The president was right to call out the racism and call out the rhetoric and say that, either private or publicly, if you’re quiet, then you’re complicit. I would also encourage the president to go one step further, though. And that is to say it’s not just the racist rhetoric. The racist rhetoric and the culture wars and the hatred toward women, the hatred toward immigrants, the hatred toward the trans community is a form of deflection. And then the president run the record and show how the same person who’s spewing all of this division, guess what? He’s not addressing the issue of poverty in your state. He’s not addressing more than 40% of the people working for less than a living wage, even though the people voted for a living wage to happen in Florida. He’s not addressing the more than 2.5 million people that don’t have healthcare. In other words, connect the rhetoric not just to the deaths that are caused by someone like the young man who did what he did and creating the ethos of death, but actually show how they are failing in their roles as governors and legislators, and that’s why they want the division and the deflection and the deception, so that we don’t see how they’re also engaging in forms of policy violence and policy murder, which is hurting the lives of people. And it doesn’t have to be this way. Imagine if this same governor was bringing people together, was raising the minimum wage, was ensuring healthcare and those things. Florida would be a very, very different place. He does not want people to look at that, and so he’s posturing himself like the Dixiecrat governors of the old South.
And we need a new South to rise that’s not fooled by that, that brings Black people together, white people together, Brown people, Asians, Latinos, gay, straight — it doesn’t matter who you are — and says, “We’re not having it anymore. We’re taking back the mic. We’re mobilizing.” And we’re going to do it, because the fact of the matter is, Juan, if just 2 to 3% of poor and low-wealth voters in Florida who have not voted chose to vote an agenda, they could send any candidate home, including Ron DeSantis. Poor and low-wealth folk have the power. That’s what Bishop Frank Reid and others are saying. They understand. And why they’re calling for this is that there comes a time, as the Bible says, when the stone that the builders rejected have to rise up and become the cornerstone of a new reality. That’s what we’re going to launch on Thursday and beyond. It must happen, not just in Florida, but across the country. Take back this mic.
These anti-Black, anti-LGBTQ, anti-trans, anti-immigrant actions have a financial price, too. Conventions have begun refusing to come to Florida — at least 10 have canceled in Broward County alone. Disney killed a $1 billion development planned for Central Florida after DeSantis attacked the company’s right to free speech. The NAACP issued a travel advisory in May of this year, urging people of color and LGBTQ individuals to avoid the Sunshine State, a move the governor derided as a “stunt.” That was three months before the Jacksonville shooting.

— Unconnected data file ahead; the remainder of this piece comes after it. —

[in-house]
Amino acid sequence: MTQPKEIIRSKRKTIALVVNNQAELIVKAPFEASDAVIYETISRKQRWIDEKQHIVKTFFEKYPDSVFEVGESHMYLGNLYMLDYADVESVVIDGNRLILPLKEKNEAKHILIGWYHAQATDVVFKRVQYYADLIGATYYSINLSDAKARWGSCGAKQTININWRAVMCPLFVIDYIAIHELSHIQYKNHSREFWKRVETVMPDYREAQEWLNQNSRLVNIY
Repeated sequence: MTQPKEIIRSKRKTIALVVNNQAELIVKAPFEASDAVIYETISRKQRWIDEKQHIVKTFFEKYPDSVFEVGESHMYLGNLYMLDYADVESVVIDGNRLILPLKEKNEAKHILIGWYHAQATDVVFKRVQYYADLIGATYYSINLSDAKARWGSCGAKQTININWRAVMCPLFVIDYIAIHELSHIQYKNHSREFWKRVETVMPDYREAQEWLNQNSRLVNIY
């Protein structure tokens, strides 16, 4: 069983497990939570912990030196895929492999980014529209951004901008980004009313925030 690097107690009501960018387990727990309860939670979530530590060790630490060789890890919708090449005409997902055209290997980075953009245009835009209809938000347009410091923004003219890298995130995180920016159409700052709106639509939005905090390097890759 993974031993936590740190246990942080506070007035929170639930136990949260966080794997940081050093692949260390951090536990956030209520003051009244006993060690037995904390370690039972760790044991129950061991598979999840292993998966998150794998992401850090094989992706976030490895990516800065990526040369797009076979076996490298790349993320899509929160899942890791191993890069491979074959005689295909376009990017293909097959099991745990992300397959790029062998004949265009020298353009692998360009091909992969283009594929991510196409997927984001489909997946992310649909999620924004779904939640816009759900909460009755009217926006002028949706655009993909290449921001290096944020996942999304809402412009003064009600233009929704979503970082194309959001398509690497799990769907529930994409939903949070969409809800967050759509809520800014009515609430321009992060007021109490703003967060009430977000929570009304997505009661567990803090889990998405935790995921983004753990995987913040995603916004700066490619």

Other groups have cautioned about coming to Florida. The Florida Immigrant Coalition issued a travel advisory this year. So did Equality Florida, an LGBTQ civil-rights organization. As the group’s senior policy adviser, Carlos Guillermo Smith, told the Editorial Board, Florida has “rolled out the welcome mat for hatred and bigotry.”
There is a term for what DeSantis has been doing as he stokes resentments of immigrants and Black people and trans people. It’s called “othering” — when you turn the person you’re attacking into someone you keep at arm’s length. You don’t know them or understand them or care about them. You can impose all sorts of negatives onto that kind of a blank canvas. It’s the opposite of empathy. And it makes it easier to pass laws that target them. They’re the “other.”
What’s going on in Florida isn’t a left-versus-right thing. It’s a right-versus-wrong thing. Going after various groups of people to push them out of public life isn’t about liberalism or conservatism. It’s about denying them human dignity and human rights.
DeSantis, though, specializes in dread and fear. So far, he has been restricted to one state. Imagine what he would do if he exported his vision to the whole country.
Lake Worth Beach has solidified itself as a safe place for LGBTQ+ people in a move that may be the first of its kind in Florida.
Commissioners voted unanimously on Tuesday evening to declare the city a safe haven for lesbian, gay, bisexual, transgender, queer, intersex and asexual people, along with all other gender identities and sexual orientations.
“The City of Lake Worth Beach shall now and forever be considered a safe place, a sanctuary, a welcoming and supportive city for LGBTQ+ individuals and their families to live in peace and comfort," the resolution states.